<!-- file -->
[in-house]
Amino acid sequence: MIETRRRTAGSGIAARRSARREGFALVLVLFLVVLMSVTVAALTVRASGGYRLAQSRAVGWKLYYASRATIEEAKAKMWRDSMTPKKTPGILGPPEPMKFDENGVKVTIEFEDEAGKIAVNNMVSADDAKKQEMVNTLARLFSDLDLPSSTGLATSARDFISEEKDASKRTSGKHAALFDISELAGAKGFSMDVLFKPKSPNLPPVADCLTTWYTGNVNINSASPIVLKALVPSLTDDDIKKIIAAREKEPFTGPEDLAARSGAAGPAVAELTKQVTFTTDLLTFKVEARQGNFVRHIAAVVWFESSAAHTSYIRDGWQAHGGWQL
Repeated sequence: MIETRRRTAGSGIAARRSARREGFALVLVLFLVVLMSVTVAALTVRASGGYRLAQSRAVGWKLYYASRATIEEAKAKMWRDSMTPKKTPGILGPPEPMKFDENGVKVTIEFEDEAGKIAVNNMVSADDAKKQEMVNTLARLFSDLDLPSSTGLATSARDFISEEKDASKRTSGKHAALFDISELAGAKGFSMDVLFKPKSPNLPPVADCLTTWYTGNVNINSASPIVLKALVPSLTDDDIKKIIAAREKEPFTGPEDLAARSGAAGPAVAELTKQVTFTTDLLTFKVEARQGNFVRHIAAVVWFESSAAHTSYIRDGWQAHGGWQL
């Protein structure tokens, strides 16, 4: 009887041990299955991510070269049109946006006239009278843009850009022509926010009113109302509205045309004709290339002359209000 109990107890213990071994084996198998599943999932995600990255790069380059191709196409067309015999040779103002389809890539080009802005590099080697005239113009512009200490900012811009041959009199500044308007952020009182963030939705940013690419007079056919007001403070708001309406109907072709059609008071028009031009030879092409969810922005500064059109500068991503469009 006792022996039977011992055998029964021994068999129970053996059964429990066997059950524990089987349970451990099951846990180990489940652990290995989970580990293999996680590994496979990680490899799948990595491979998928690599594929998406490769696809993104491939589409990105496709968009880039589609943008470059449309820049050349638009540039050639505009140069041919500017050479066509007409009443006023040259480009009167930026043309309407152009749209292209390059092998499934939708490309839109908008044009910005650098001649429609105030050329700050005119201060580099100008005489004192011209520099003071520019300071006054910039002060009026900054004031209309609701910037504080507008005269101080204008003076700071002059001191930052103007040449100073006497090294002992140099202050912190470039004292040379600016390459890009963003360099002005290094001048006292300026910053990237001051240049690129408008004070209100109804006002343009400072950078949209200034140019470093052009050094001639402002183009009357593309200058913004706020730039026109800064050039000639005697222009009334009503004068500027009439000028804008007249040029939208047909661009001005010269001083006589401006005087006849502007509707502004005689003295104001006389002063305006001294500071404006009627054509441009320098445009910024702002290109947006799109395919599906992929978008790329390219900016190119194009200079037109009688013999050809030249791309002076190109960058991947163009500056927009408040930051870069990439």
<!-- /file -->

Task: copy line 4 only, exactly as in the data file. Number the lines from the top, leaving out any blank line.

């Protein structure tokens, strides 16, 4: 009887041990299955991510070269049109946006006239009278843009850009022509926010009113109302509205045309004709290339002359209000 109990107890213990071994084996198998599943999932995600990255790069380059191709196409067309015999040779103002389809890539080009802005590099080697005239113009512009200490900012811009041959009199500044308007952020009182963030939705940013690419007079056919007001403070708001309406109907072709059609008071028009031009030879092409969810922005500064059109500068991503469009 006792022996039977011992055998029964021994068999129970053996059964429990066997059950524990089987349970451990099951846990180990489940652990290995989970580990293999996680590994496979990680490899799948990595491979998928690599594929998406490769696809993104491939589409990105496709968009880039589609943008470059449309820049050349638009540039050639505009140069041919500017050479066509007409009443006023040259480009009167930026043309309407152009749209292209390059092998499934939708490309839109908008044009910005650098001649429609105030050329700050005119201060580099100008005489004192011209520099003071520019300071006054910039002060009026900054004031209309609701910037504080507008005269101080204008003076700071002059001191930052103007040449100073006497090294002992140099202050912190470039004292040379600016390459890009963003360099002005290094001048006292300026910053990237001051240049690129408008004070209100109804006002343009400072950078949209200034140019470093052009050094001639402002183009009357593309200058913004706020730039026109800064050039000639005697222009009334009503004068500027009439000028804008007249040029939208047909661009001005010269001083006589401006005087006849502007509707502004005689003295104001006389002063305006001294500071404006009627054509441009320098445009910024702002290109947006799109395919599906992929978008790329390219900016190119194009200079037109009688013999050809030249791309002076190109960058991947163009500056927009408040930051870069990439």